This administration will be leaving office, dumping in our laps the national tragedies of Katrina, Iraq, and our financial crisis. Our house of dreams has been abused, looted, and left in a terrible state of disrepair. It needs defending against those who would sell it down the river for power, influence or a quick buck. It needs strong arms, hearts and minds. It needs someone with Senator Obama's understanding, temperateness, deliberativeness, maturity, pragmatism, toughness and faith. But most of all it needs us. You and me. All a nation has that keeps it from coming apart is the social contract between its' citizens. Whatever grace God has deemed to impart to us resides in our connections with one another, in honoring the life, the hopes, the dreams, of the man or woman up the street, or across town. That's where we make our small claim upon heaven. In recent years that contract has been shredded and as we look around today, it is shredding before our eyes. But today we are at the crossroads.
I'm honored to be here on the same stage as Senator Obama. From the beginning, there has been something in Senator Obama that has called upon our better angels, I suspect, because he has had a life where he has so often had to call upon his. We're going to need all the angels we can get on the hard road ahead. Senator Obama helped us rebuild our house big enough for the dreams of all our citizens. For how well we accomplish this task will tell us what it means to be an American in the new century, what's at stake, and what it means to live in a free society. So I don't know about you, but I want my country back, I want my dream back, I want my America back. Now is the time to stand together with Barack Obama and Joe Biden and the millions of Americans that are hungry for a new day, roll up our sleeves and come on up for the rising.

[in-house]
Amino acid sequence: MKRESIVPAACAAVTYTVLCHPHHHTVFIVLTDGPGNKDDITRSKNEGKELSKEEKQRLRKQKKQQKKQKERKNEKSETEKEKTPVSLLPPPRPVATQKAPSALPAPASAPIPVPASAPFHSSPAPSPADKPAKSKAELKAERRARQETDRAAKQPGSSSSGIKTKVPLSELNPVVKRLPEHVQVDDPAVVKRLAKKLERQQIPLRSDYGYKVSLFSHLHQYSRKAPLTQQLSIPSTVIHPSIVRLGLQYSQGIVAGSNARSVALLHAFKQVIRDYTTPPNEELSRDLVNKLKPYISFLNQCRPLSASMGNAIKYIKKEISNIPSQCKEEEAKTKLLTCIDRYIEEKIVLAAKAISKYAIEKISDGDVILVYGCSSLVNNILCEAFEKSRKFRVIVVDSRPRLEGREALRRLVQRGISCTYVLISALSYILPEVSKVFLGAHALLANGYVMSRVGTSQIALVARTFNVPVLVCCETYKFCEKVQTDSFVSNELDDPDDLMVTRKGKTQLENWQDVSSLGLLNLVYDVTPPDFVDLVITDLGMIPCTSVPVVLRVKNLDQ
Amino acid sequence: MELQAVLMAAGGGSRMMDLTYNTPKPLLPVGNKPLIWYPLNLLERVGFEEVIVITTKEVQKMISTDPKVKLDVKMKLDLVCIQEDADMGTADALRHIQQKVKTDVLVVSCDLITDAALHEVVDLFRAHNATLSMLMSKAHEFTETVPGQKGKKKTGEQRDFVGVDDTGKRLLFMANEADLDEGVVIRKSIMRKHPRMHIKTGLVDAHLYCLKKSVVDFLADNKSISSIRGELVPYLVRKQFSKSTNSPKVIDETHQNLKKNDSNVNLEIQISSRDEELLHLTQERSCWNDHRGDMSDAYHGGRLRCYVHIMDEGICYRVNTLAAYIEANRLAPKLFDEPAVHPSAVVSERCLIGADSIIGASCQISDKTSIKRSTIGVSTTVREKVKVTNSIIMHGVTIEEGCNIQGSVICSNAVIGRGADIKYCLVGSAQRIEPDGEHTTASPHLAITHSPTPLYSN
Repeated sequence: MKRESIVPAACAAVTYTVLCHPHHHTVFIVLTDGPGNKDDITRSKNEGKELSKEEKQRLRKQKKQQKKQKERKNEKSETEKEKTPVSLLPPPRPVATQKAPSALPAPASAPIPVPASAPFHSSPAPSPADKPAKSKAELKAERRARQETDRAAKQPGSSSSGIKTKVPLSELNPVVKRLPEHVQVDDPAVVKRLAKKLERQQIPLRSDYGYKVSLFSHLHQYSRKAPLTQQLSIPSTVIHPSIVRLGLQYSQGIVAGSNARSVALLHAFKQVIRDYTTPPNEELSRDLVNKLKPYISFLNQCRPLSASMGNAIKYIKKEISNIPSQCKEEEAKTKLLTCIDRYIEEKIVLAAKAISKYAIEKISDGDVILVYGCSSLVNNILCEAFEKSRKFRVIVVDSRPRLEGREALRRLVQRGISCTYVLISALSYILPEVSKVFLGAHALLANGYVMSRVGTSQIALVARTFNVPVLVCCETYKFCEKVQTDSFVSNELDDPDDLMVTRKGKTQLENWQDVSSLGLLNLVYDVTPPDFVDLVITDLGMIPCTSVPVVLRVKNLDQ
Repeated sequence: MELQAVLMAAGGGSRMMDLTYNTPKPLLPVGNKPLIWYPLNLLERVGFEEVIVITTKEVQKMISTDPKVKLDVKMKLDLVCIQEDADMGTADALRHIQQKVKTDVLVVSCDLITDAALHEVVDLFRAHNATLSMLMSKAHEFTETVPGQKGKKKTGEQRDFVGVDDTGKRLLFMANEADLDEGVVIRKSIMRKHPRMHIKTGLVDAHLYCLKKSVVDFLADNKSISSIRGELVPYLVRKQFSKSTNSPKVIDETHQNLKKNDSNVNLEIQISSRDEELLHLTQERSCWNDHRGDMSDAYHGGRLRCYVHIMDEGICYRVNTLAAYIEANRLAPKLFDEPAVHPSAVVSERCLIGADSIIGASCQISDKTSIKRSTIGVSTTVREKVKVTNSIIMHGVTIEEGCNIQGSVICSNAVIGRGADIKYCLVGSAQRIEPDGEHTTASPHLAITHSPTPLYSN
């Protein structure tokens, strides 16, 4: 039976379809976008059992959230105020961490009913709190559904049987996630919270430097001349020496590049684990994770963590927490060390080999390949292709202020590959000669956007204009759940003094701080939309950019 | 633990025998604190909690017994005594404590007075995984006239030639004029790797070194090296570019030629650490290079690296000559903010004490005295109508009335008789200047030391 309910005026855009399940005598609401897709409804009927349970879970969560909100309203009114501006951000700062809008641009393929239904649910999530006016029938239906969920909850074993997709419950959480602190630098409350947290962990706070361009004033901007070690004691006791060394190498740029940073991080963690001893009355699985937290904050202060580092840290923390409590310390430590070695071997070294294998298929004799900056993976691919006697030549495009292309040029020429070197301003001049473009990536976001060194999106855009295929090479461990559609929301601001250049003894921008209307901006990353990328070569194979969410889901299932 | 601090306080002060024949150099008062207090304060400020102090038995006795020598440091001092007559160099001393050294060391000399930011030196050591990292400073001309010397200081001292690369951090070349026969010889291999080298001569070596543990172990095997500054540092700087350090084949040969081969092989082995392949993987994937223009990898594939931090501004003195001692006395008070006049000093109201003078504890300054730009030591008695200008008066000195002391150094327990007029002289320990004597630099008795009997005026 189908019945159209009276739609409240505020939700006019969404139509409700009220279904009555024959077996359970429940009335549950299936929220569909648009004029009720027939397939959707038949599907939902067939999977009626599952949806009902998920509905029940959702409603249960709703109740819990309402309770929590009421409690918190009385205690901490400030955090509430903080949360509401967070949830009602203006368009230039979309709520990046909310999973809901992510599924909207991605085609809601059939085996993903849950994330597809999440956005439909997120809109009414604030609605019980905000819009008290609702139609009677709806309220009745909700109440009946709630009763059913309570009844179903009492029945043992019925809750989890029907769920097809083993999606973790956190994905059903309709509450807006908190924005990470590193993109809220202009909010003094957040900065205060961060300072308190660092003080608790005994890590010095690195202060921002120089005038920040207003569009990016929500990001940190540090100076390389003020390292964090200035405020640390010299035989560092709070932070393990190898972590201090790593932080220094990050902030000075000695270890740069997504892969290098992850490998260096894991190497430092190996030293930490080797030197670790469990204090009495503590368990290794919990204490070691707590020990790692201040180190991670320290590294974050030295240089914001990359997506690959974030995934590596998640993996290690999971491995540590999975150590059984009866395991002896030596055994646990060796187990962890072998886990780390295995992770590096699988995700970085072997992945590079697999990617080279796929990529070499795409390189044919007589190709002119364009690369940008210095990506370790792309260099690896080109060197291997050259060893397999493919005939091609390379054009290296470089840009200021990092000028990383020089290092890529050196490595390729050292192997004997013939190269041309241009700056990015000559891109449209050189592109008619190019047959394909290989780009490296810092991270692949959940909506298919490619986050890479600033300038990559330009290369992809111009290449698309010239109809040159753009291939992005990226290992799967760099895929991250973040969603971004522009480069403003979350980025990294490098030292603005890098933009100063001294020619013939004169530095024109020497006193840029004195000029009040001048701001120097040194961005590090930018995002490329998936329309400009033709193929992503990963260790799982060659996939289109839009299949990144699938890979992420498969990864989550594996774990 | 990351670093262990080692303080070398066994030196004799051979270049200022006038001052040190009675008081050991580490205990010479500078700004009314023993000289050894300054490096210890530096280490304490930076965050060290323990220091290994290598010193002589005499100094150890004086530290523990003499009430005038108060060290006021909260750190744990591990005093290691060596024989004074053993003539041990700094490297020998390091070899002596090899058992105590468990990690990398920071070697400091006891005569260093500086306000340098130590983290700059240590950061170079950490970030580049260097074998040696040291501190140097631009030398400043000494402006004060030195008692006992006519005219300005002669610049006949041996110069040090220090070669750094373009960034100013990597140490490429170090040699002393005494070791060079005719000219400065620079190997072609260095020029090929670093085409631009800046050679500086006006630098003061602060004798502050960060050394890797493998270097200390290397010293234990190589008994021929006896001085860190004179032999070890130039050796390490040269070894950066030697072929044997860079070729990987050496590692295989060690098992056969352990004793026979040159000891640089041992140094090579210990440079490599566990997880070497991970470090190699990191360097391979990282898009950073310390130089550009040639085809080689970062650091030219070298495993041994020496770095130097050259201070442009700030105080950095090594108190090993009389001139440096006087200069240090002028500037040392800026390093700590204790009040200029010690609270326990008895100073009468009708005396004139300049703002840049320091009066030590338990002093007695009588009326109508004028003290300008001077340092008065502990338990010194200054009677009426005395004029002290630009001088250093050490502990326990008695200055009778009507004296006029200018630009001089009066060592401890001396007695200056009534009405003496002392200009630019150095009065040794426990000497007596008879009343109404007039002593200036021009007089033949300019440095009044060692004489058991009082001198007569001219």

Buy American. I Am.
By Warren Buffet
An argument for why you should jump on American stocks, using one of the all-time Gretzky-isms as an analogy.
Thanks to Flats via DJ Smitty for the link.
The Sports Czar is Fired Up, Ready to Go
By Bill Simmons and his readers
Rarely, if ever, will I offer up a Simmons selection as part of the Friday Diversion (most readers will have plowed through this particular mail bag a week ago), but I felt as though his first answer was so bang on that it warranted re-printing here. I literally don't disagree with a single suggestion. The man has my vote:
Q: I would like to nominate you, Bill Simmons, for a new Sports Czar position in the Obama cabinet. It's a position that's needed in government, no? You're the only one who can save this country from future sports missteps.